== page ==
Apple, Bacon and Onion Pizza
A reader connected me the other day with Jeff Varasano's New York Pizza Recipe, a site about one obsessed man's quest to duplicate in his home kitchen the great New York style slices he's had in their makers' parlors. Along the way he says that if you come across a recipe like the one I use for dough (yeast, water, salt, food processor, 2 risings) you should "run away screaming" (he recommends a sourdough crust). Later he explains how to modify your home oven to attain the 800º temperatures required to get that special New York style scorched-crisp crust (easy: just cut off the locking latch that normally prevents you from opening the oven during the cleaning cycle).
I have a lot of respect for this guy, as I do for Jeffrey Steingarten and Peter Reinhart and all the other seekers who work to reproduce authenticity in their home kitchens. After all, it's a lot of work to reverse engineer food that developed over generations and spans continents, even if it is more than passing similar to starting tribute band to mimic my favorite metal artists. After I gave up trying to decide whether "reproduce authenticity" is an oxymoron, I got to thinking about the legitimacy of my "run away screaming" dough and the pizzas I bake for 20 minutes in my puny 450º oven (Verasano says his take 2-1/2 minutes).
No, it's not an exact reproduction of the excellent pizza you can get in Venice, Calabria, New York or New Haven. But it's pretty good food you can make in any home kitchen, and since my basic approach to cooking is to try to riff a little on the established recipes and make something that satisfies me and my guests, it's something that I'll keep doing as long as new ideas keep coming. Authentic or not, it rings my bell....
Ok, now that I got that out of my system, a few words about this week's pizza. With the advent of crisp golden days of the Maine fall, I always get the primordial urge to cook with apples, and (for savory dishes) if there are apples on the cutting board onions and bacon can't be far off. This was an extremely satisfying attempt at a dish with these ingredients, certainly due to some extent to the use of hand-smoked slab bacon.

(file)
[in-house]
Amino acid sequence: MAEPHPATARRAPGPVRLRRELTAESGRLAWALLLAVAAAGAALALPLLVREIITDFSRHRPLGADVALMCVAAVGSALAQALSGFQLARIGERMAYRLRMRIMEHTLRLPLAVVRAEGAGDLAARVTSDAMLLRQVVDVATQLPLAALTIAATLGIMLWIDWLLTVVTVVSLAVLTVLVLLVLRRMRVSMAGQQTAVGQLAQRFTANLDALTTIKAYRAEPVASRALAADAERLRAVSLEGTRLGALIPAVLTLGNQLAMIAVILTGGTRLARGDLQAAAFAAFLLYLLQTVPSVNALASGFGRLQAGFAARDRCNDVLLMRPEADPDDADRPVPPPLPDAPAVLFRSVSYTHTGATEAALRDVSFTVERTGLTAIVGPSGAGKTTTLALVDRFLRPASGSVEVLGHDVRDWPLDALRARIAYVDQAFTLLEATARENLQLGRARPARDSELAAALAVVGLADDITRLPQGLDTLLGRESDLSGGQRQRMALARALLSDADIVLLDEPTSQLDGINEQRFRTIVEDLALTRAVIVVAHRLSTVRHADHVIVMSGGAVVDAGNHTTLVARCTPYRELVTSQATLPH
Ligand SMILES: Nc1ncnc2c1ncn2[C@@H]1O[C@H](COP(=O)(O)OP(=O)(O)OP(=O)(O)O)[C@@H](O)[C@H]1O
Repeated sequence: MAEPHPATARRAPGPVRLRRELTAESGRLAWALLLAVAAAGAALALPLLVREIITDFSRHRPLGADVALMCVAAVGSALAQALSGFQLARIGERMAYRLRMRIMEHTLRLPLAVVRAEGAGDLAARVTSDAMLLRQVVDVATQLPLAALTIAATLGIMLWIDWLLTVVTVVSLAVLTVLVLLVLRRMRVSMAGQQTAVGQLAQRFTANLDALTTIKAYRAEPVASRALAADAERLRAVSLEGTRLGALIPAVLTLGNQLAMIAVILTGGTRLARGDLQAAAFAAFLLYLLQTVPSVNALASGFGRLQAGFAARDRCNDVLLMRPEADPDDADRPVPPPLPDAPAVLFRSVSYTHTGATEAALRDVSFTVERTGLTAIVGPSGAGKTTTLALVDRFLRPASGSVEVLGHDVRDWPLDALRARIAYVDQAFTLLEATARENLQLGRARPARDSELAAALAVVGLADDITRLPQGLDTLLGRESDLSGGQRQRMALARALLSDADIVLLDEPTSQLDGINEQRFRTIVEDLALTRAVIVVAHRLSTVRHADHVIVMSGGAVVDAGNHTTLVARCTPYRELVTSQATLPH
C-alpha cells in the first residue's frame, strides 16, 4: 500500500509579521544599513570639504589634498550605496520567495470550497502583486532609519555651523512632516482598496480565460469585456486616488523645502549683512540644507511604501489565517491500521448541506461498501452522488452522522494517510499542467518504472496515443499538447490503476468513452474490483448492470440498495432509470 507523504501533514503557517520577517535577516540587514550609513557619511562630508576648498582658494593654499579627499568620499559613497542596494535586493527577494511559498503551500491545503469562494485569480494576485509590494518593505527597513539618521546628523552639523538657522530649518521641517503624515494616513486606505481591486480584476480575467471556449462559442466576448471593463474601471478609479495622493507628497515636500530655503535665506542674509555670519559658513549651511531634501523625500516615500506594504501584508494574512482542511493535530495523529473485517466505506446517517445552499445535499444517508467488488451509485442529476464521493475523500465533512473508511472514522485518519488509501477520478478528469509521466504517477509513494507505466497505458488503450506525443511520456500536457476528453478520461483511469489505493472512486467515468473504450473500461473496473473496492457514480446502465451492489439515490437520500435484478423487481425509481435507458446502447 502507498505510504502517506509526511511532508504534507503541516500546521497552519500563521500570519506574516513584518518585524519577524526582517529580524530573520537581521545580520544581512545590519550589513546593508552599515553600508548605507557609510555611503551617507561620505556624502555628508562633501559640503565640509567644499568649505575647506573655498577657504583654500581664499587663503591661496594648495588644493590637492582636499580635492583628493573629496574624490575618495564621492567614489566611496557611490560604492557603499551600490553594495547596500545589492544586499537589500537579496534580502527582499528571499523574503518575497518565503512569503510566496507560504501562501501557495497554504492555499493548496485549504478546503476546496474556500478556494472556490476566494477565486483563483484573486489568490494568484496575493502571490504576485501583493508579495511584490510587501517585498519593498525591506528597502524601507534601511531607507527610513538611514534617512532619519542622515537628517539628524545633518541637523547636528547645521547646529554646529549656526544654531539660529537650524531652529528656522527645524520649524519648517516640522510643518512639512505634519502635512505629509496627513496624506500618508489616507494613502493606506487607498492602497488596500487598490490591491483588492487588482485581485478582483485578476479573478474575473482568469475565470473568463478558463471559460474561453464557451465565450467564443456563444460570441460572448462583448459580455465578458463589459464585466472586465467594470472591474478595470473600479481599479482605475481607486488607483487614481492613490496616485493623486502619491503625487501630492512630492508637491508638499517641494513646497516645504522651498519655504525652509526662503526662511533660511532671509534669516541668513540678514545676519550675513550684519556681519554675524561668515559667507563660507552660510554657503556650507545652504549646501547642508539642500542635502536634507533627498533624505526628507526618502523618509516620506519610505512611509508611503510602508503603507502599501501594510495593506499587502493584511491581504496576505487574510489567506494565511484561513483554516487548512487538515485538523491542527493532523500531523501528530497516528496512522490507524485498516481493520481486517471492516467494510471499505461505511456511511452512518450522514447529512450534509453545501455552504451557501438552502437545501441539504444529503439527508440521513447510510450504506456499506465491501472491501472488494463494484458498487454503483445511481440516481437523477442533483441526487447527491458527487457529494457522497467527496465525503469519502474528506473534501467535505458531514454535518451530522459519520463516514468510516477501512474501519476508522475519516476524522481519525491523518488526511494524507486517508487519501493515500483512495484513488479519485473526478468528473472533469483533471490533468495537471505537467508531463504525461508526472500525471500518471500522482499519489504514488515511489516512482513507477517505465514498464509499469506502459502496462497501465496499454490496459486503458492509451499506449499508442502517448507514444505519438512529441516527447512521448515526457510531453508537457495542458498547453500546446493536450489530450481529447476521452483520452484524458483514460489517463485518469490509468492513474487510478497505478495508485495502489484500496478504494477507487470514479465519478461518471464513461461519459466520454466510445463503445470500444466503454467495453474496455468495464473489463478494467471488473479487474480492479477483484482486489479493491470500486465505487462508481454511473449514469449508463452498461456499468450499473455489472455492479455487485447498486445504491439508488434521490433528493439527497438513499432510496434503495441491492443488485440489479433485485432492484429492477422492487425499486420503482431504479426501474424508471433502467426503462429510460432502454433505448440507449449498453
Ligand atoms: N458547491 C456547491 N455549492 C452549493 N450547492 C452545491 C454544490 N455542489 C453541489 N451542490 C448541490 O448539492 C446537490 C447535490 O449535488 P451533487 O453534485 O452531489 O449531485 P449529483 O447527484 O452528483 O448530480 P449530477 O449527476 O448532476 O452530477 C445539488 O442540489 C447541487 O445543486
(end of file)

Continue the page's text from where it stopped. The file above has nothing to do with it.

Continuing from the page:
Apple, Bacon and Onion Pizza
1/2 recipe pizza dough
1 Granny Smith apple, cored and sliced in thin slices
4 slices lean bacon, preferably cut from a hand-smoked slab
2 T butter
3/4 C dry white wine
1 medium onion, in thin slices
2 T olive oil
2 oz fresh mozzarella, shredded
2 oz Parmigiano Reggiano, shredded
6 leaves fresh sage
2 T fresh rosemary, chopped
3 scallions, chopped
Sauté the bacon for a few minutes on medium low heat, then add the wine and sage, cover and braise on low heat for about 15 minutes. Remove the bacon to a side plate and cut in pieces. Add the butter and apple slices to the pan and sauté over medium low heat, tossing gently with tongs, for about 5 minutes until the apples begin to soften. Remove from heat.
When the dough has finished the second rising, spread the olive oil over the shell and then the onions. Bake 10 minutes on the preheated stone in a 450º oven. Add the cheeses and rosemary and then the apple slices. Scatter on the bacon. Lower the temperature to 400º and bake another 10 minutes, until the crust is golden brown. Brush the crust with a little olive oil, scatter on the scallions, slice and serve.
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